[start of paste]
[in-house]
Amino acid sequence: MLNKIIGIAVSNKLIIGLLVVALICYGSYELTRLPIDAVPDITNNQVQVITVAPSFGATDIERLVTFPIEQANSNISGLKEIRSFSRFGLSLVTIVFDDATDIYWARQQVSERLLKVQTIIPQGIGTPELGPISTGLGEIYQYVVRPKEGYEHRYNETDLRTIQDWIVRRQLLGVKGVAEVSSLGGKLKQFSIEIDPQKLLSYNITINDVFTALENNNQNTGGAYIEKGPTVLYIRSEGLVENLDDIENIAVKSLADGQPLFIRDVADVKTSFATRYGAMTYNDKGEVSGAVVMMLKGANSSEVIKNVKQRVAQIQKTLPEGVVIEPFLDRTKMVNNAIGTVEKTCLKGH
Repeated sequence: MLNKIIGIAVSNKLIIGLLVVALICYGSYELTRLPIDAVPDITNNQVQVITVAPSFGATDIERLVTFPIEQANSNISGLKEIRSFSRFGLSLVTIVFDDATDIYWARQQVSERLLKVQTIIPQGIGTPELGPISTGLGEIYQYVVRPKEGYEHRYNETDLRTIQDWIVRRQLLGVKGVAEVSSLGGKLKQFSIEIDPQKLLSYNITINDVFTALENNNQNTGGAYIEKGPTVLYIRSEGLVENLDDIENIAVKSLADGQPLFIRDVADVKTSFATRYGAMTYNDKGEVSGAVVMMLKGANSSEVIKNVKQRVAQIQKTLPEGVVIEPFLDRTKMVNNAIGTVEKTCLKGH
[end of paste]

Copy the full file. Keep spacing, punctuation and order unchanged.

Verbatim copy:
[in-house]
Amino acid sequence: MLNKIIGIAVSNKLIIGLLVVALICYGSYELTRLPIDAVPDITNNQVQVITVAPSFGATDIERLVTFPIEQANSNISGLKEIRSFSRFGLSLVTIVFDDATDIYWARQQVSERLLKVQTIIPQGIGTPELGPISTGLGEIYQYVVRPKEGYEHRYNETDLRTIQDWIVRRQLLGVKGVAEVSSLGGKLKQFSIEIDPQKLLSYNITINDVFTALENNNQNTGGAYIEKGPTVLYIRSEGLVENLDDIENIAVKSLADGQPLFIRDVADVKTSFATRYGAMTYNDKGEVSGAVVMMLKGANSSEVIKNVKQRVAQIQKTLPEGVVIEPFLDRTKMVNNAIGTVEKTCLKGH
Repeated sequence: MLNKIIGIAVSNKLIIGLLVVALICYGSYELTRLPIDAVPDITNNQVQVITVAPSFGATDIERLVTFPIEQANSNISGLKEIRSFSRFGLSLVTIVFDDATDIYWARQQVSERLLKVQTIIPQGIGTPELGPISTGLGEIYQYVVRPKEGYEHRYNETDLRTIQDWIVRRQLLGVKGVAEVSSLGGKLKQFSIEIDPQKLLSYNITINDVFTALENNNQNTGGAYIEKGPTVLYIRSEGLVENLDDIENIAVKSLADGQPLFIRDVADVKTSFATRYGAMTYNDKGEVSGAVVMMLKGANSSEVIKNVKQRVAQIQKTLPEGVVIEPFLDRTKMVNNAIGTVEKTCLKGH